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Bellows, George
George Bellows (1882-1925)
Birth Place Columbus, Ohio
Death Place New York, New York
Born Aug. 12, 1882
Died Jan. 8, 1925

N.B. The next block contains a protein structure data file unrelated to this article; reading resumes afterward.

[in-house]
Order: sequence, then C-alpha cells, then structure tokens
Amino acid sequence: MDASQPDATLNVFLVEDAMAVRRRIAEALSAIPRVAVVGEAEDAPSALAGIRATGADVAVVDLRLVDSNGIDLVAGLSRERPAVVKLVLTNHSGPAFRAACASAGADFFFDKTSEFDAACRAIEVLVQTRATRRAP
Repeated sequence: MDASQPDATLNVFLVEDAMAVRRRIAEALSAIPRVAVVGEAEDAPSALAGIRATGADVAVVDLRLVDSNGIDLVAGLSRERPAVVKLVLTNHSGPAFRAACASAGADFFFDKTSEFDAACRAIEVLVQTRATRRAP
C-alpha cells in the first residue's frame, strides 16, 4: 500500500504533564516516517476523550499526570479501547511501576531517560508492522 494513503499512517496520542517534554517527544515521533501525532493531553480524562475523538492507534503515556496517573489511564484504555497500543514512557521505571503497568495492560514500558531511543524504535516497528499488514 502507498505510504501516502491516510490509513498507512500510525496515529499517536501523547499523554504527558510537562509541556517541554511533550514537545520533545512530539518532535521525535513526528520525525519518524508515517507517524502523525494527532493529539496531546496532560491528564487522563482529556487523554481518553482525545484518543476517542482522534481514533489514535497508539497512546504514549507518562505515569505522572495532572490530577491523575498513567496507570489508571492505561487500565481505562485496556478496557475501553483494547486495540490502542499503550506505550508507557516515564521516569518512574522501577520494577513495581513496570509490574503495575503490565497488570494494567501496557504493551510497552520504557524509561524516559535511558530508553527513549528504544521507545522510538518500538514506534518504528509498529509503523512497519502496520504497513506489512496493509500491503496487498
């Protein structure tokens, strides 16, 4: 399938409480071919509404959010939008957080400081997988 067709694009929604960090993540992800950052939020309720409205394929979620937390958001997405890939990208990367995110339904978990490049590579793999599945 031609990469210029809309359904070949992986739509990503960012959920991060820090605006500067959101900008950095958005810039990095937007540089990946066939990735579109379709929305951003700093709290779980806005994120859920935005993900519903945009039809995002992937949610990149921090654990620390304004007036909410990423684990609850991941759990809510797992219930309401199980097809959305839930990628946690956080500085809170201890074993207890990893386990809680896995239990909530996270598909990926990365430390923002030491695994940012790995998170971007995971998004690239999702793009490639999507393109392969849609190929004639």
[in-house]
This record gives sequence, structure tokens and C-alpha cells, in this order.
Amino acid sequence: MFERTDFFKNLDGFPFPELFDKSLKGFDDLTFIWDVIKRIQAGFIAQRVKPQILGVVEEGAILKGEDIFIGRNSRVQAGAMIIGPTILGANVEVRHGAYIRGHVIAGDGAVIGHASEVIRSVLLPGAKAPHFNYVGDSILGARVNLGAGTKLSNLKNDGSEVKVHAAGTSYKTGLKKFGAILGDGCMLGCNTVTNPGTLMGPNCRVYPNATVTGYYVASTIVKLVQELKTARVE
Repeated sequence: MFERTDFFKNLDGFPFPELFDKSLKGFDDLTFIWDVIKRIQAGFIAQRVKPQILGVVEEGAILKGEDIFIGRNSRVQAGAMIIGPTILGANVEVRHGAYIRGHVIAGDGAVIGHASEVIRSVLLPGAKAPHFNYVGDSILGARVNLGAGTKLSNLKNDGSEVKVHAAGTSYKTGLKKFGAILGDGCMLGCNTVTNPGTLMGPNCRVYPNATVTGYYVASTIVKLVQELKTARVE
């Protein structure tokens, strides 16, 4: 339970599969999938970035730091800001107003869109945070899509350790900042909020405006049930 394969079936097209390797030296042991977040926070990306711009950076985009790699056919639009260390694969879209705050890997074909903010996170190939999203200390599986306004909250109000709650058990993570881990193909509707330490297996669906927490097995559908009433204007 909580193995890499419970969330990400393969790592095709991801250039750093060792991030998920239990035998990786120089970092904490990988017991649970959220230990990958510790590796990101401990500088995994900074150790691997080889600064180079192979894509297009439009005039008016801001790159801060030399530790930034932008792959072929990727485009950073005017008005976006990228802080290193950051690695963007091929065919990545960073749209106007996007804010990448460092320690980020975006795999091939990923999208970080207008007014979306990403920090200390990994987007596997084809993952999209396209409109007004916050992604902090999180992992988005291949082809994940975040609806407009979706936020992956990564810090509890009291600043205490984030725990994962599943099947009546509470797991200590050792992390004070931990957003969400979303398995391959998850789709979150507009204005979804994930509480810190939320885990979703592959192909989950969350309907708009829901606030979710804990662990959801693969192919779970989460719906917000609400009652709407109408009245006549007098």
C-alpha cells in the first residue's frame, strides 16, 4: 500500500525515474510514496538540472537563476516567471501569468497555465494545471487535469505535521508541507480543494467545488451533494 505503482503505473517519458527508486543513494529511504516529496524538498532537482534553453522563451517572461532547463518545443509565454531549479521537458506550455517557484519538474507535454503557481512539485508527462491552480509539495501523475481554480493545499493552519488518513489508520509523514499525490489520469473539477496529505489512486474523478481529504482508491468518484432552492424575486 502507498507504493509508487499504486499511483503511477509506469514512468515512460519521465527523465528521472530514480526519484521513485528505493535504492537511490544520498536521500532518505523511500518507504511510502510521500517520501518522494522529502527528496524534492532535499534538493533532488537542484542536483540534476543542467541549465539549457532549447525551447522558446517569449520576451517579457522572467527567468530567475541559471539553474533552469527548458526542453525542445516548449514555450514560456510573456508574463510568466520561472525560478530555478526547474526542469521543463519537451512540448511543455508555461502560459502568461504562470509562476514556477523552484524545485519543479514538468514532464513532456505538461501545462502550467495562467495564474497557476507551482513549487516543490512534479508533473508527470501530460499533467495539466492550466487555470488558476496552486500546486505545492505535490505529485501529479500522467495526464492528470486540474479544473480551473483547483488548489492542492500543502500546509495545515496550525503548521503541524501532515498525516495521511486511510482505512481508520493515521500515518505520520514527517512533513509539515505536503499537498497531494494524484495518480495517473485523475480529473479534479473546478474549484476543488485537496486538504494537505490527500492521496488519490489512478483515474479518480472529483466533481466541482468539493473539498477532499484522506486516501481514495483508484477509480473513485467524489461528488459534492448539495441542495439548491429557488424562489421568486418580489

General Notes George Bellows enjoyed considerable professional success during his brief life. A native of Columbus, Ohio, he withdrew from Ohio State University in 1904 to study art in New York. There he fell in with the group of artists, collectively called the Ashcan School, who followed the teachings of Robert Henri (1865-1929). By his late twenties, Bellows had already developed a reputation for his energetically painted scenes of New York life, which seemed to capture the dynamics of the modern era. His lithographs, begun in 1916, evolved from the subject matter and style of illustrations he made for the socialist magazine The Masses. While some lithographs touched on social issues of the day, such as evangelicalism and the German invasion of Belgium during World War I, others were more benign images of his beloved family and friends. For the last four years of his life, Bellows settled into a routine of painting at his Manhattan home during the winter and making lithographs in Woodstock, New York, in the summer. He died in New York City at age forty-two of complications from a ruptured appendix. Shortly after his death, Bellows was honored with a memorial exhibition at the Metropolitan Museum of Art.
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